Parthon has given up many of his old ways, and now in his late 80s, he is preparing to pass leadership of the small but thriving clergy to Pallas. The Bleak House once again was used to bury loved ones, and the catacombs are again operating at full efficiency. 10 priests, all less than 4th level in ability, currently make up the clergy.
The cemetery of Fellaren-Krae occupies an area in the east-central area of town. As mentioned above, it is ringed by a black, brick wall, which now sports the symbols of Kelemvor. A large, flat are of head stones make up most of the above ground facilities. However, on the eastern side of the cemetery, a small knoll called Grey Hill rises. Though formerly covered with annexes and priest's quarters, the trying times of Cyric as Judge of the Damned have caused the hill to be covered in mausoleums owned by the rich of Fellaren-Krae. On the hilltop is a three story, windowless, nondescript gray building. The only outward symbol of its use lie in the simple symbol of Kelemvor above the large, oaken double door. This is the Bleak House.
The ground floor is used as an area for services and for setting up arrangements for burials. The second floor is where the priests meet, and where the junior clergy lives. The third floor is separated into three large rooms: Pallas's room, Parthon's room, and the treasury. In the treasury toils a single scribe, a follower of Jergal, who diligently works away. He seldom leaves, spending most of his time writing. His only belonging is a cot that sits in the corner of the room. Only Pallas and Parthon know him, though others in the area infrequently spot him as he moves on some unknown errand.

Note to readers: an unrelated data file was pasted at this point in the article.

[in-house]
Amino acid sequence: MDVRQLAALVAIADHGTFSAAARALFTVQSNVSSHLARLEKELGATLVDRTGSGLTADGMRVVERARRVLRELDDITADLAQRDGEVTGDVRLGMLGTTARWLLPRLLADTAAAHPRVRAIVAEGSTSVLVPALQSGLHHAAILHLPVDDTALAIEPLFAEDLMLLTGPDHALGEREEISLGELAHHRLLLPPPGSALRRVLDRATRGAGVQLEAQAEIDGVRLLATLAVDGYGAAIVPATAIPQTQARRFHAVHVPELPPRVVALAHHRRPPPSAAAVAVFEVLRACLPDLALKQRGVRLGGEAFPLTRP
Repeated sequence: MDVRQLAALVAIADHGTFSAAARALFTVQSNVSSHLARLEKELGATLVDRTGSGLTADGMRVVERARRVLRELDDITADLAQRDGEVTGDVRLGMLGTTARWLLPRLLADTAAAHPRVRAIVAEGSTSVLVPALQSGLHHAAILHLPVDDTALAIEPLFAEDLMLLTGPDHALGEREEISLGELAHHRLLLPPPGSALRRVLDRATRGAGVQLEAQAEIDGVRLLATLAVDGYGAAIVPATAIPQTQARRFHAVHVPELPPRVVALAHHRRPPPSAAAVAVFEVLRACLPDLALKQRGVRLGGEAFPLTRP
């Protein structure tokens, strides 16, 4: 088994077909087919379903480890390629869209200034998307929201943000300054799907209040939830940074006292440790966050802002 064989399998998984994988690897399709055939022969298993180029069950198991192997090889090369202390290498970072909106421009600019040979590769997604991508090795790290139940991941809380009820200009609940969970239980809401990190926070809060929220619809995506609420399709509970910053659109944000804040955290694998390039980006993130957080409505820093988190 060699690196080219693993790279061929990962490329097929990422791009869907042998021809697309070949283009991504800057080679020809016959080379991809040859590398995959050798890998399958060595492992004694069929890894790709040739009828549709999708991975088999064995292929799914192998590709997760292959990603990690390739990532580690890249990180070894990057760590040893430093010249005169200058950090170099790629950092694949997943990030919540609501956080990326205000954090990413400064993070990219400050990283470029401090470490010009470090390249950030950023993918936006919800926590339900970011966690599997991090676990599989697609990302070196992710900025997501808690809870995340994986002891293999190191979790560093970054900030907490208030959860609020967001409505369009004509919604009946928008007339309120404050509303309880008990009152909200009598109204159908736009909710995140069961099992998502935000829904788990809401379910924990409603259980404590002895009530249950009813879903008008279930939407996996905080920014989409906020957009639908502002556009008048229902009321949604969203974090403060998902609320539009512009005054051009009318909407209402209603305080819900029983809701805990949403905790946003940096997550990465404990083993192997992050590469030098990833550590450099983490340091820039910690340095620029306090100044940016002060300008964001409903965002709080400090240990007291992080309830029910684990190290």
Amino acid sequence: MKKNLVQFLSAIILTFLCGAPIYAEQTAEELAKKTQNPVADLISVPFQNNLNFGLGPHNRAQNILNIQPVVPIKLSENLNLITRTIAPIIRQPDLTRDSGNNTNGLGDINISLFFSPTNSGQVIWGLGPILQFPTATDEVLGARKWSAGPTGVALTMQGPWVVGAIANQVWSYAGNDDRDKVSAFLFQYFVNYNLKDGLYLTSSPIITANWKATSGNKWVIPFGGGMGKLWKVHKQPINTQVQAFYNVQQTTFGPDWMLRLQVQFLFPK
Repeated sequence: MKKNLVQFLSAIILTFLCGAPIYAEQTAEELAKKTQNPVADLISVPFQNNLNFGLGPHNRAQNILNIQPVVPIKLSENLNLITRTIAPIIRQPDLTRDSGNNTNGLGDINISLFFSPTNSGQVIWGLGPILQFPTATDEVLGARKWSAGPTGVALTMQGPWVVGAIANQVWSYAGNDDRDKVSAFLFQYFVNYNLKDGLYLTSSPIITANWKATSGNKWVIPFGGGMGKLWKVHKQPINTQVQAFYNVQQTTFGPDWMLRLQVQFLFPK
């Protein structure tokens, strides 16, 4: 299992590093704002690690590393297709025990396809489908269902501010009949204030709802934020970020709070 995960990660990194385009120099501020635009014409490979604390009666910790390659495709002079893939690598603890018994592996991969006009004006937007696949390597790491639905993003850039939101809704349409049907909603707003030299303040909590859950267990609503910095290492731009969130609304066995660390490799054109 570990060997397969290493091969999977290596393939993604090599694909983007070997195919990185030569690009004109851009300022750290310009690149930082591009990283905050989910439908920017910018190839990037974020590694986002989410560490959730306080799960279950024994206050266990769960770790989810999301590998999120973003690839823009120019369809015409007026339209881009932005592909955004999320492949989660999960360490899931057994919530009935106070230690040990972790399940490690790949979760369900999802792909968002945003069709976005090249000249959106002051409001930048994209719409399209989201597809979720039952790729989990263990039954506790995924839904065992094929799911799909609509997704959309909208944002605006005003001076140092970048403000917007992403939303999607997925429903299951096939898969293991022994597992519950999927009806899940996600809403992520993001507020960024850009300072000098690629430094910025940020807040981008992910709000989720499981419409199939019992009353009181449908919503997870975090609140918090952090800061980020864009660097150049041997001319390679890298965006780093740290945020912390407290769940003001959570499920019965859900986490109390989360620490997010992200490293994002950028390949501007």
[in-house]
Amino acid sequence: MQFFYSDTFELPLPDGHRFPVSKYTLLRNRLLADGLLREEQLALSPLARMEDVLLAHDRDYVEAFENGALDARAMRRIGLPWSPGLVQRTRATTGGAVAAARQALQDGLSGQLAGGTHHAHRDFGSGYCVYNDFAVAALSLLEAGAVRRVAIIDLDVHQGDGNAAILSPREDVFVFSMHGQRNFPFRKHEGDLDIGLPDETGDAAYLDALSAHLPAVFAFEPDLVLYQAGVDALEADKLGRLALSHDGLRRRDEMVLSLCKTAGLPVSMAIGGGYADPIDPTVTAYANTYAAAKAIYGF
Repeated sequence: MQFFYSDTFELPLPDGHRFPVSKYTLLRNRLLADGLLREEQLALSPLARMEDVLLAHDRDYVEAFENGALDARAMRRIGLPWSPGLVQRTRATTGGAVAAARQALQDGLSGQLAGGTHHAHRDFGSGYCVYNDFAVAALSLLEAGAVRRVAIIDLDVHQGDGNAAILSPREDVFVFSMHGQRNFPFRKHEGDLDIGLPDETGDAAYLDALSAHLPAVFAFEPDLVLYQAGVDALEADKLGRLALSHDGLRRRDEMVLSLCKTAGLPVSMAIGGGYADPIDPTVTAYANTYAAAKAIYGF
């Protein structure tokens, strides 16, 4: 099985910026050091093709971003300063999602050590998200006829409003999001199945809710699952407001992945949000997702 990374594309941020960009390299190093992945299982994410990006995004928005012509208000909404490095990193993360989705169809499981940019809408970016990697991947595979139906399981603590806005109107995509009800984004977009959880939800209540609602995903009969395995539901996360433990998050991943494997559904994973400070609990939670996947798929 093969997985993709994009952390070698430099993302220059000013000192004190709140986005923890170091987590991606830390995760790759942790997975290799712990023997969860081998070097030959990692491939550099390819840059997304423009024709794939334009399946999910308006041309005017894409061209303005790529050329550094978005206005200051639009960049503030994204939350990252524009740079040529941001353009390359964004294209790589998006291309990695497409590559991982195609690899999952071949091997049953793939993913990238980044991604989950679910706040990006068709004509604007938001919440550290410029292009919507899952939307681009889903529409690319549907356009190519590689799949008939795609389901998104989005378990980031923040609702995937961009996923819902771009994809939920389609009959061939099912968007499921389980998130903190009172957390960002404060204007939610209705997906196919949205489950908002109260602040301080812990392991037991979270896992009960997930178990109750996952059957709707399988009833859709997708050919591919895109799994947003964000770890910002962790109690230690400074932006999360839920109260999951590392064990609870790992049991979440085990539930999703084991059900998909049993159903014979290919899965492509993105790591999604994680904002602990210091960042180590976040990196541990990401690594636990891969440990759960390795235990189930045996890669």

Two basements lay below the temple. The first is the room used for last rites, and preparation of bodies. The second is mostly a way station for bodies going to the catacombs.
Virtually all those who die are buried in the massive complex of catacombs that lays under the cemetery surface. Each body is placed in a coffin and stored in a cove in the wall, and a placard with that person's "important" information identifies them.
The catacombs are simple, clean, dry caves paved with gray stone.
Little trouble arises here, though occasional graverobbers do appear, albeit rarely. However, on the second to the lowest level of the catacombs, in the most western wing, an undead menace lairs, forbidding entry. Some families whose loved ones are in there occasionally hire adventurers to retrieve bodies so they may be stored elsewhere. The Bleak House is currently contemplating a course of action.
Further, a hermit wanders the catacombs aimlessly, but he causes no trouble, so the priests leave him be. If asked why he is there, he mumbles about a lost child, and will prattle on for hours without actually saying anything.